MLADEN JOKSIC: You argue in July 1914 that German policymakers, especially Kaiser Wilhelm II and Chancellor Bethmann Hollweg, firmly believed in the localization of the Austro-Serbian conflict. What underlined those calculations and why do you think they continued their policy of localization deep into July, when Russia was already beginning to mobilize?
SEAN McMEEKIN: I'm not sure "firmly believed" is the phrase I would use. They fervently hoped it could be localized, but not with unshakable confidence did they think this was possible. This is one of those vexing and controversial questions of the July crisis: Did the chancellor and Kaiser expect Russia to fight? Well, they hoped that she would not and kind of convinced themselves to put faith in their hope.
As for why they continued to push, beyond a certain point they actually stopped pushing. When the Kaiser read Serbia's cleverly worded reply to the ultimatum (which sounded a lot like acceptance, but had actually been carefully worded so as to reject precisely one clause firmly) on July 28, he immediately decided that Austria-Hungary should negotiate, though possibly occupying Belgrade (located right on the Austrian frontier) as a face-saving measure. The chancellor took a little longer to come around; but on the night of July 29 he very firmly ordered his ambassador in Vienna to force the Austrians to negotiate. Because Berchtold had declared war—by telegram!—the day before, and the Austrians had begun a desultory shelling of Belgrade hours earlier, his proposal was dead on arrival.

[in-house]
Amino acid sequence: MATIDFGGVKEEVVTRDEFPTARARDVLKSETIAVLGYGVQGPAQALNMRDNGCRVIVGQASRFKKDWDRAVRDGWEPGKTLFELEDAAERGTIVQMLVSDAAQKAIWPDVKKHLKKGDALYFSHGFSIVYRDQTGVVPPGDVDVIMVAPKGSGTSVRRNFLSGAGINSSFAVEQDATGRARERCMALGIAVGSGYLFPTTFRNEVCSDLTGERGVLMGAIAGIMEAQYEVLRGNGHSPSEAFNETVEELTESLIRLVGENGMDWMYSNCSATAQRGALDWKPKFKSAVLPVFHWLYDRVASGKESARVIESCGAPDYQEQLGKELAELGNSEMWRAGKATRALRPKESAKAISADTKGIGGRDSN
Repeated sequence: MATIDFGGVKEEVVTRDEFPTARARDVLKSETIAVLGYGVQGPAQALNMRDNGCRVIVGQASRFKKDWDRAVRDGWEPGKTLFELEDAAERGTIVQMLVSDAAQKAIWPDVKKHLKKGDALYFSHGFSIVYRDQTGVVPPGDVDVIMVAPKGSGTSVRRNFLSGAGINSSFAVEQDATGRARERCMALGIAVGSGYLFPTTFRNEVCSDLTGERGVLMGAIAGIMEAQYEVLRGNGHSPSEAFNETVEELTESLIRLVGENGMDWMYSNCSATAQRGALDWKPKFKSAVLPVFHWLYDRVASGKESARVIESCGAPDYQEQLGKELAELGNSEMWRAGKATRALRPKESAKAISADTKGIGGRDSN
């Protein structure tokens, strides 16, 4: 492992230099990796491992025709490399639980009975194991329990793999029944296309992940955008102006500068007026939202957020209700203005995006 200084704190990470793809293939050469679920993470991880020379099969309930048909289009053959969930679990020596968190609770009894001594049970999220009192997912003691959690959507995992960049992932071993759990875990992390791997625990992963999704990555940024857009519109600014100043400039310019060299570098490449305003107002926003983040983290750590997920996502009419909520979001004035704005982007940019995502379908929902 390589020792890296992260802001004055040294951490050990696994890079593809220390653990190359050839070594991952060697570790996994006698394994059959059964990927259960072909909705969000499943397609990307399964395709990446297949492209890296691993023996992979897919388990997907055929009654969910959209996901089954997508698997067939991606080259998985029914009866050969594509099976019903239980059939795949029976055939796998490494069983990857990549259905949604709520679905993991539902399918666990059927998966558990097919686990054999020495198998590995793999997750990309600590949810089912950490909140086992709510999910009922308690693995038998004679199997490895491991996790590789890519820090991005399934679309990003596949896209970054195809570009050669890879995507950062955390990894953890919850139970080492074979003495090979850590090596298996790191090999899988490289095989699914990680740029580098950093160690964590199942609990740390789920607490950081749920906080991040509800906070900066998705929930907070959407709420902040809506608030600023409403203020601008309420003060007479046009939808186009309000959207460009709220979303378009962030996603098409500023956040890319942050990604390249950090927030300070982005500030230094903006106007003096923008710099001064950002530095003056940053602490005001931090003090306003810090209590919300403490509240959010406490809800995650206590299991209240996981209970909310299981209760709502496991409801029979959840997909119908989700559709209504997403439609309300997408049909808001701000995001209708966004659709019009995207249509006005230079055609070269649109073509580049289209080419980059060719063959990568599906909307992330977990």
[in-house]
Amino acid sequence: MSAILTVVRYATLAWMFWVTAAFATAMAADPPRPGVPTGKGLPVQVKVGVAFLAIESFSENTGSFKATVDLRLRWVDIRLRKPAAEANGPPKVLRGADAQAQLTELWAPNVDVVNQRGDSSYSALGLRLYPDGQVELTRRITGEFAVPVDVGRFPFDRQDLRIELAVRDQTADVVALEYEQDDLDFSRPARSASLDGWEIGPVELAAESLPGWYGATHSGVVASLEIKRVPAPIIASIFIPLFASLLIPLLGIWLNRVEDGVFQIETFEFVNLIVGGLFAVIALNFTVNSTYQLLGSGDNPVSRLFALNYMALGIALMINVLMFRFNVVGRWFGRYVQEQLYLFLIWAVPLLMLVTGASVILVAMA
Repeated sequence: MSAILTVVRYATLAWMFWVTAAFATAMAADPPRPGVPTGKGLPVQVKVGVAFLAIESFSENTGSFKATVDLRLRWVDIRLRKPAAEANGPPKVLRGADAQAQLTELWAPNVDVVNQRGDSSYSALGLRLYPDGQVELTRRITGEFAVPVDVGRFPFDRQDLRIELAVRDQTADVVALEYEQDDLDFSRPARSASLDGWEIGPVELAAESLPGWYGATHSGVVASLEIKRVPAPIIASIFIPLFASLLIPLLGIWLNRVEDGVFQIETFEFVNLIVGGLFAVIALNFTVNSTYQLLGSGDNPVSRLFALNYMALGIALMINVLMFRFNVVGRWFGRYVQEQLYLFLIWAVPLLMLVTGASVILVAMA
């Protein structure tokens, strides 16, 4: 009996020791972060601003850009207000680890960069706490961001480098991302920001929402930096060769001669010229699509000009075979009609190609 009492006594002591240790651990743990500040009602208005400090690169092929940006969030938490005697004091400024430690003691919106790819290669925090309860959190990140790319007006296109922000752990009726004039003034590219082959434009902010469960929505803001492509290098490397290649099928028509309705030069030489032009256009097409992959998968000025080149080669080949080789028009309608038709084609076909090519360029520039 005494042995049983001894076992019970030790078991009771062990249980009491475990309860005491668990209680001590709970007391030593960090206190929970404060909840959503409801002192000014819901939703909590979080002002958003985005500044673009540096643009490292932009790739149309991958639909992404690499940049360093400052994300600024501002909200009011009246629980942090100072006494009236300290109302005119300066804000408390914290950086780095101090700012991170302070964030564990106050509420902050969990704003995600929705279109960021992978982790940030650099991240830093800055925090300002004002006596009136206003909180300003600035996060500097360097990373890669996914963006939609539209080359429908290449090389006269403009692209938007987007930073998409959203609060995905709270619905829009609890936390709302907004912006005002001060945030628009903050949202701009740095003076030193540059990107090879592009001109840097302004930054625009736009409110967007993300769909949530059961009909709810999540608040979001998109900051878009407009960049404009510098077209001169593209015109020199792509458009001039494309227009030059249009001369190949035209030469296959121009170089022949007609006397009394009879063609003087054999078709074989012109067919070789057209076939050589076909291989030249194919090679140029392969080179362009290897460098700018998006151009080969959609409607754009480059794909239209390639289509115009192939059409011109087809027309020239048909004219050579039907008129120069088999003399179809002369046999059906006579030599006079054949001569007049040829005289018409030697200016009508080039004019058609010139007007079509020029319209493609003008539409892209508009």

MLADEN JOKSIC: You call German diplomacy during the July Crisis "disastrous." What are the main diplomatic mistakes the Germans made?
SEAN McMEEKIN: First, the Kaiser and Bethmann deluded themselves into believing that Austria-Hungary would act quickly and decisively against Serbia. They should have known their ally better.
Second, given their ally's questionable competence, the Germans should have insisted on much closer oversight of the policy line Berchtold was developing on Serbia. There was nothing wrong with an ultimatum per se; but it should have delivered after, not before, Austria-Hungary had delivered its dossier outlining Serbian complicity in the crime.
German Foreign Minister Jagow also suggested, but did not firmly enough require, that Austria-Hungary win Italy's support for its line of action (Italy was nominally a member of a "Triple Alliance" with Germany and Austria-Hungary since 1882, but Rome and Vienna were rivals in the Balkans and Adriatic coast). The Italians ended up leaking the ultimatum to Entente diplomats instead, thus isolating Berlin and Vienna still further.
Finally, once it was clear the policy of localization was not working, Bethmann and the Kaiser should have insisted earlier and more firmly that Berchtold accept mediation. They did work out this policy (the so-called "Halt in Belgrade"), but it was a few days too late. In Bethmann's defense, as soon as the Kaiser returned to Berlin on July 27 he offered to resign, in light of how badly everything had been botched. The Kaiser told him, that, as he had "cooked up the soup," he would have to eat it.